Posted by: Through the Eyes of Women | December 2, 2012

December 3, 2012: Host Corinne Frugoni Interviews Award Winning Poet Jane Hirshfield

563_jhirs2Jane Hirshfield is among the most honored of American poets.  She is the author of seven collections of poetry, most recently Come Thief published in August 2011.  Her book of essays Nine Gates: Entering the Mind of Poetry has become a resource used by teachers and professors from high school to the most advanced graduate programs.  She has edited 4 books of women’s poetry from the past including The Ink Dark Moon: Love Poems by Komachi and Shikibu among others. Jane Hirshfield’s work has appeared  in The New Yorker, The Atlantic, Poetry Magazine, The American Poetry Review, The Nation as well as 6 editions of The Best American Poetry. Hirshfield’s honors and awards recognize the consistent excellence of her work.   In 2004, The American Academy of American Poets awarded Jane Hirshfield the 70th Academy Fellowship for distinguished poetic achievement, an honor held by such poets as Robert Frost, William Carlos Williams and Elizabeth Bishop. This year she was elected a chancellor of the Academy of American Poets. Her life of grace and passion is reflected in her work.

During this interview, Jane Hirshfield shares the following poem.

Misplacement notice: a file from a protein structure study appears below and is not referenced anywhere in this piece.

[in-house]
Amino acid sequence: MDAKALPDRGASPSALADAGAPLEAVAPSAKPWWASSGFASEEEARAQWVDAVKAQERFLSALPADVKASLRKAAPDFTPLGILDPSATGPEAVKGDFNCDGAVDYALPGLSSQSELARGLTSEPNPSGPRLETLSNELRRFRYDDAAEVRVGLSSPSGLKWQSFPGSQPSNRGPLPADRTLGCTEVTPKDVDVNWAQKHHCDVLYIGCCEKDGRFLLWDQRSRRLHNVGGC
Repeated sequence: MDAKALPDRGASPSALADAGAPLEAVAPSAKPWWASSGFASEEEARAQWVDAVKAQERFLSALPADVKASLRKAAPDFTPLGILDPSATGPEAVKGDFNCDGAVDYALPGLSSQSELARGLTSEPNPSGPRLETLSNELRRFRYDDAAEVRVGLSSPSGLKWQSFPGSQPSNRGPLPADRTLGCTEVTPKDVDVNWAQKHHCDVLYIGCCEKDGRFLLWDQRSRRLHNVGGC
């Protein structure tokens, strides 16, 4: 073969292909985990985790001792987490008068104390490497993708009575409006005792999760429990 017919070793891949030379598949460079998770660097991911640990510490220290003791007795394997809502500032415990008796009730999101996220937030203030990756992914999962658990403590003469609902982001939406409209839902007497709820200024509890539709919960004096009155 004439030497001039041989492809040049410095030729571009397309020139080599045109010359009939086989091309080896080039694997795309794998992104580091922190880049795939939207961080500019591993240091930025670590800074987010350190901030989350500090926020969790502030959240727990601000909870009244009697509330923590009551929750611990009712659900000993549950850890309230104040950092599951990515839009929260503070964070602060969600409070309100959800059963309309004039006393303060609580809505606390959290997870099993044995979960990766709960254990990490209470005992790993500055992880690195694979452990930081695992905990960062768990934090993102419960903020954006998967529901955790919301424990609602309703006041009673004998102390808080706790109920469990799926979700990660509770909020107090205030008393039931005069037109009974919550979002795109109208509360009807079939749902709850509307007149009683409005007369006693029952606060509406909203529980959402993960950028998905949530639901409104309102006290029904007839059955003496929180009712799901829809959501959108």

For What Binds Us
There are names for what binds us:
strong forces, weak forces.
Look around, you can see them:
the skin that forms in a half-empty cup,
nails rusting into the places they join,
joints dovetailed on their own weight.
The way things stay so solidly
wherever they’ve been set down —
and gravity, scientists say, is weak.
And see how the flesh grows back
across a wound, with a great vehemence,
more strong
than the simple, untested surface before.
There’s a name for it on horses,
when it comes back darker and raised: proud flesh,
as all flesh
is proud of its wounds, wears them
as honors given out after battle,
small triumphs pinned to the chest —
And when two people have loved each other
see how it is like a
scar between their bodies,
stronger, darker, and proud;
how the black cord makes of them a single fabric
that nothing can tear or mend.
 ~ Jane Hirschfield ~
(Of Gravity & Angels)
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